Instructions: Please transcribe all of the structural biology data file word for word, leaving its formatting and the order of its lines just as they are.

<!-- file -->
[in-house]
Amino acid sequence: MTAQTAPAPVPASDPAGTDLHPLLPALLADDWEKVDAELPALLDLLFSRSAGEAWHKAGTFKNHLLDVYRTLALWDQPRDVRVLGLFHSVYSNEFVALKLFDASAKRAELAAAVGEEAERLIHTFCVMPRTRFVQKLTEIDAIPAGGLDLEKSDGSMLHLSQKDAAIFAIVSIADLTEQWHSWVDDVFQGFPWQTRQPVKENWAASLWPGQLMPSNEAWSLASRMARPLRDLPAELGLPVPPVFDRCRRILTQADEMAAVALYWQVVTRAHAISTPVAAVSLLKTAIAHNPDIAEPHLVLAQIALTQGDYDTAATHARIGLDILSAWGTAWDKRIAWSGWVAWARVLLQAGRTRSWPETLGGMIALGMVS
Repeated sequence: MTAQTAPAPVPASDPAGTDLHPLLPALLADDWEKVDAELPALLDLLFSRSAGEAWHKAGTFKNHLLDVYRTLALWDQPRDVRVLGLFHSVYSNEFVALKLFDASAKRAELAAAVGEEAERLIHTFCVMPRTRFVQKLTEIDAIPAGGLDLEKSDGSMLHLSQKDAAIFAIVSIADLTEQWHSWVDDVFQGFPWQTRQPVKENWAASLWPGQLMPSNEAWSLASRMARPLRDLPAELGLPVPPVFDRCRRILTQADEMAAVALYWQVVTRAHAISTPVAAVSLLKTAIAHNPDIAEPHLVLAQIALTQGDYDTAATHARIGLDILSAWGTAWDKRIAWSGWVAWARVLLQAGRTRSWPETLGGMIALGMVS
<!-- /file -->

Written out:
[in-house]
Amino acid sequence: MTAQTAPAPVPASDPAGTDLHPLLPALLADDWEKVDAELPALLDLLFSRSAGEAWHKAGTFKNHLLDVYRTLALWDQPRDVRVLGLFHSVYSNEFVALKLFDASAKRAELAAAVGEEAERLIHTFCVMPRTRFVQKLTEIDAIPAGGLDLEKSDGSMLHLSQKDAAIFAIVSIADLTEQWHSWVDDVFQGFPWQTRQPVKENWAASLWPGQLMPSNEAWSLASRMARPLRDLPAELGLPVPPVFDRCRRILTQADEMAAVALYWQVVTRAHAISTPVAAVSLLKTAIAHNPDIAEPHLVLAQIALTQGDYDTAATHARIGLDILSAWGTAWDKRIAWSGWVAWARVLLQAGRTRSWPETLGGMIALGMVS
Repeated sequence: MTAQTAPAPVPASDPAGTDLHPLLPALLADDWEKVDAELPALLDLLFSRSAGEAWHKAGTFKNHLLDVYRTLALWDQPRDVRVLGLFHSVYSNEFVALKLFDASAKRAELAAAVGEEAERLIHTFCVMPRTRFVQKLTEIDAIPAGGLDLEKSDGSMLHLSQKDAAIFAIVSIADLTEQWHSWVDDVFQGFPWQTRQPVKENWAASLWPGQLMPSNEAWSLASRMARPLRDLPAELGLPVPPVFDRCRRILTQADEMAAVALYWQVVTRAHAISTPVAAVSLLKTAIAHNPDIAEPHLVLAQIALTQGDYDTAATHARIGLDILSAWGTAWDKRIAWSGWVAWARVLLQAGRTRSWPETLGGMIALGMVS